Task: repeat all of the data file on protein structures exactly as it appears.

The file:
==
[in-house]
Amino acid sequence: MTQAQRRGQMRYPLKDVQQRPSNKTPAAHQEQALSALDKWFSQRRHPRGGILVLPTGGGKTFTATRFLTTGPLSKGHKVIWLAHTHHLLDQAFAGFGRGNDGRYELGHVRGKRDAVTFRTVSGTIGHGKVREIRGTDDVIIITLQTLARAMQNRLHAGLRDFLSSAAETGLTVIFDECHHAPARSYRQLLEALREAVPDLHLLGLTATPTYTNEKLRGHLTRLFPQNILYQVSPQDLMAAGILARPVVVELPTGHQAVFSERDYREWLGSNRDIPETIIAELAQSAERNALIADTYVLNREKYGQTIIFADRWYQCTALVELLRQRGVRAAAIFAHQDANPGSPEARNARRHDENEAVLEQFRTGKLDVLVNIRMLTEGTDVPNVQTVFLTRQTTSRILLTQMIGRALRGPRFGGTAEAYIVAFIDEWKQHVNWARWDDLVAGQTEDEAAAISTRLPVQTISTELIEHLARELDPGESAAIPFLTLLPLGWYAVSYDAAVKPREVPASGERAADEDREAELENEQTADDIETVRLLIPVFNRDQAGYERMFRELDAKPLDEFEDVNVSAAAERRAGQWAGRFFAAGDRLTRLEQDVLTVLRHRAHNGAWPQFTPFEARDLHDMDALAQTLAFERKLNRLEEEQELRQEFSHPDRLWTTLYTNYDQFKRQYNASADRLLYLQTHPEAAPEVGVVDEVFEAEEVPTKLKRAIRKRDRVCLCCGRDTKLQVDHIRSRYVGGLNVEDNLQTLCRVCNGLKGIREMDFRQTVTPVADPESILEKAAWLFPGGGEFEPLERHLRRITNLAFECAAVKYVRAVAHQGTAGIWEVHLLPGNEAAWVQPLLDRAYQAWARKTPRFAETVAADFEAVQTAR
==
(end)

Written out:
[in-house]
Amino acid sequence: MTQAQRRGQMRYPLKDVQQRPSNKTPAAHQEQALSALDKWFSQRRHPRGGILVLPTGGGKTFTATRFLTTGPLSKGHKVIWLAHTHHLLDQAFAGFGRGNDGRYELGHVRGKRDAVTFRTVSGTIGHGKVREIRGTDDVIIITLQTLARAMQNRLHAGLRDFLSSAAETGLTVIFDECHHAPARSYRQLLEALREAVPDLHLLGLTATPTYTNEKLRGHLTRLFPQNILYQVSPQDLMAAGILARPVVVELPTGHQAVFSERDYREWLGSNRDIPETIIAELAQSAERNALIADTYVLNREKYGQTIIFADRWYQCTALVELLRQRGVRAAAIFAHQDANPGSPEARNARRHDENEAVLEQFRTGKLDVLVNIRMLTEGTDVPNVQTVFLTRQTTSRILLTQMIGRALRGPRFGGTAEAYIVAFIDEWKQHVNWARWDDLVAGQTEDEAAAISTRLPVQTISTELIEHLARELDPGESAAIPFLTLLPLGWYAVSYDAAVKPREVPASGERAADEDREAELENEQTADDIETVRLLIPVFNRDQAGYERMFRELDAKPLDEFEDVNVSAAAERRAGQWAGRFFAAGDRLTRLEQDVLTVLRHRAHNGAWPQFTPFEARDLHDMDALAQTLAFERKLNRLEEEQELRQEFSHPDRLWTTLYTNYDQFKRQYNASADRLLYLQTHPEAAPEVGVVDEVFEAEEVPTKLKRAIRKRDRVCLCCGRDTKLQVDHIRSRYVGGLNVEDNLQTLCRVCNGLKGIREMDFRQTVTPVADPESILEKAAWLFPGGGEFEPLERHLRRITNLAFECAAVKYVRAVAHQGTAGIWEVHLLPGNEAAWVQPLLDRAYQAWARKTPRFAETVAADFEAVQTAR